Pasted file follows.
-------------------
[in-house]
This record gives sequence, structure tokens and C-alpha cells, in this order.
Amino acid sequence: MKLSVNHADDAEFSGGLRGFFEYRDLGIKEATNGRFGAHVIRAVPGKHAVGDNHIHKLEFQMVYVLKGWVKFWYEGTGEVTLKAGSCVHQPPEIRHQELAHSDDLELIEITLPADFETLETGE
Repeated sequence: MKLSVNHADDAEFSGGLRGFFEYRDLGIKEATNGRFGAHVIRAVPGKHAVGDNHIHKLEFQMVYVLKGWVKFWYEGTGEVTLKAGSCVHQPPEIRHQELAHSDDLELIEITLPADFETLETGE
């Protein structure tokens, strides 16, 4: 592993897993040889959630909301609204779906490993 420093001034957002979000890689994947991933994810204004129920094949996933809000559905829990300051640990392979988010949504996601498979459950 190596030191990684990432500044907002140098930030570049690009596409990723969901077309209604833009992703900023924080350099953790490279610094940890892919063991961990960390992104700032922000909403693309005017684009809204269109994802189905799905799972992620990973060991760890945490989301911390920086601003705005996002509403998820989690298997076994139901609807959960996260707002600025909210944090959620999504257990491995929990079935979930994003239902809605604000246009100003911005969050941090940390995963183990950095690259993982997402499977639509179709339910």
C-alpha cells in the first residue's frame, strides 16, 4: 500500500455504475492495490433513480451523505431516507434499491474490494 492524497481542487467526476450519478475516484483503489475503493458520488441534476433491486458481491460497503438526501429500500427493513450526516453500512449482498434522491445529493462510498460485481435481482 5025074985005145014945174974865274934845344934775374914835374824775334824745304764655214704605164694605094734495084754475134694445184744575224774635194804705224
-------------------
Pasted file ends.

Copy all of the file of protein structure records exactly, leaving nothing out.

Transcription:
[in-house]
This record gives sequence, structure tokens and C-alpha cells, in this order.
Amino acid sequence: MKLSVNHADDAEFSGGLRGFFEYRDLGIKEATNGRFGAHVIRAVPGKHAVGDNHIHKLEFQMVYVLKGWVKFWYEGTGEVTLKAGSCVHQPPEIRHQELAHSDDLELIEITLPADFETLETGE
Repeated sequence: MKLSVNHADDAEFSGGLRGFFEYRDLGIKEATNGRFGAHVIRAVPGKHAVGDNHIHKLEFQMVYVLKGWVKFWYEGTGEVTLKAGSCVHQPPEIRHQELAHSDDLELIEITLPADFETLETGE
């Protein structure tokens, strides 16, 4: 592993897993040889959630909301609204779906490993 420093001034957002979000890689994947991933994810204004129920094949996933809000559905829990300051640990392979988010949504996601498979459950 190596030191990684990432500044907002140098930030570049690009596409990723969901077309209604833009992703900023924080350099953790490279610094940890892919063991961990960390992104700032922000909403693309005017684009809204269109994802189905799905799972992620990973060991760890945490989301911390920086601003705005996002509403998820989690298997076994139901609807959960996260707002600025909210944090959620999504257990491995929990079935979930994003239902809605604000246009100003911005969050941090940390995963183990950095690259993982997402499977639509179709339910």
C-alpha cells in the first residue's frame, strides 16, 4: 500500500455504475492495490433513480451523505431516507434499491474490494 492524497481542487467526476450519478475516484483503489475503493458520488441534476433491486458481491460497503438526501429500500427493513450526516453500512449482498434522491445529493462510498460485481435481482 5025074985005145014945174974865274934845344934775374914835374824775334824745304764655214704605164694605094734495084754475134694445184744575224774635194804705224